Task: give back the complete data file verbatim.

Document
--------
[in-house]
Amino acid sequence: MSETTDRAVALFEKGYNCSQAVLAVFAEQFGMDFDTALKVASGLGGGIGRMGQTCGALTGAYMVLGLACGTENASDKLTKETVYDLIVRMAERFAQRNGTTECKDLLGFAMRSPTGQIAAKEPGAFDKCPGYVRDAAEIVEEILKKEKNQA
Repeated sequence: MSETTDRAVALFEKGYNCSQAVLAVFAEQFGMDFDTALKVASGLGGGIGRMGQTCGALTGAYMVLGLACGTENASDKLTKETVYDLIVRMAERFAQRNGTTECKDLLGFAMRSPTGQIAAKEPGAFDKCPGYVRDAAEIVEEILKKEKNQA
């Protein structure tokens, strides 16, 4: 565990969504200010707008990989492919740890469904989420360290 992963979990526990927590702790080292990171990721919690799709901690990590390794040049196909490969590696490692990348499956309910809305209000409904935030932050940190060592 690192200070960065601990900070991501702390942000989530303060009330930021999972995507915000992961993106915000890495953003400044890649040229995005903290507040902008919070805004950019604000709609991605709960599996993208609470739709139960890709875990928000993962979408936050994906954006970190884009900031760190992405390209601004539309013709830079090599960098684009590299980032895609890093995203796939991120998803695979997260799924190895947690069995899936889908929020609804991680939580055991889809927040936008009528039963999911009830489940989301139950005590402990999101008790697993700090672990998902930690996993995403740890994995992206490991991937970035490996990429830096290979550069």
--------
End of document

[in-house]
Amino acid sequence: MSETTDRAVALFEKGYNCSQAVLAVFAEQFGMDFDTALKVASGLGGGIGRMGQTCGALTGAYMVLGLACGTENASDKLTKETVYDLIVRMAERFAQRNGTTECKDLLGFAMRSPTGQIAAKEPGAFDKCPGYVRDAAEIVEEILKKEKNQA
Repeated sequence: MSETTDRAVALFEKGYNCSQAVLAVFAEQFGMDFDTALKVASGLGGGIGRMGQTCGALTGAYMVLGLACGTENASDKLTKETVYDLIVRMAERFAQRNGTTECKDLLGFAMRSPTGQIAAKEPGAFDKCPGYVRDAAEIVEEILKKEKNQA
């Protein structure tokens, strides 16, 4: 565990969504200010707008990989492919740890469904989420360290 992963979990526990927590702790080292990171990721919690799709901690990590390794040049196909490969590696490692990348499956309910809305209000409904935030932050940190060592 690192200070960065601990900070991501702390942000989530303060009330930021999972995507915000992961993106915000890495953003400044890649040229995005903290507040902008919070805004950019604000709609991605709960599996993208609470739709139960890709875990928000993962979408936050994906954006970190884009900031760190992405390209601004539309013709830079090599960098684009590299980032895609890093995203796939991120998803695979997260799924190895947690069995899936889908929020609804991680939580055991889809927040936008009528039963999911009830489940989301139950005590402990999101008790697993700090672990998902930690996993995403740890994995992206490991991937970035490996990429830096290979550069």